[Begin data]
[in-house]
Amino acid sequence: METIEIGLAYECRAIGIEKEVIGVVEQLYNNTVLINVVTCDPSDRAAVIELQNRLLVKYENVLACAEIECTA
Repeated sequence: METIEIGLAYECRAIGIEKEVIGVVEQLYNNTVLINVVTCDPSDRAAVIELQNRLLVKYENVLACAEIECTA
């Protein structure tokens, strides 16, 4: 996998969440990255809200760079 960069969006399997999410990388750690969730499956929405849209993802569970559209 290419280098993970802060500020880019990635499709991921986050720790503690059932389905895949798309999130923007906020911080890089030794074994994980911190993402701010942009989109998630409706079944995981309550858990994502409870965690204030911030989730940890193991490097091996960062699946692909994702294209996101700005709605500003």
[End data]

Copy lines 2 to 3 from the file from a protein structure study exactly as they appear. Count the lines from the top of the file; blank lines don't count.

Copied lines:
Amino acid sequence: METIEIGLAYECRAIGIEKEVIGVVEQLYNNTVLINVVTCDPSDRAAVIELQNRLLVKYENVLACAEIECTA
Repeated sequence: METIEIGLAYECRAIGIEKEVIGVVEQLYNNTVLINVVTCDPSDRAAVIELQNRLLVKYENVLACAEIECTA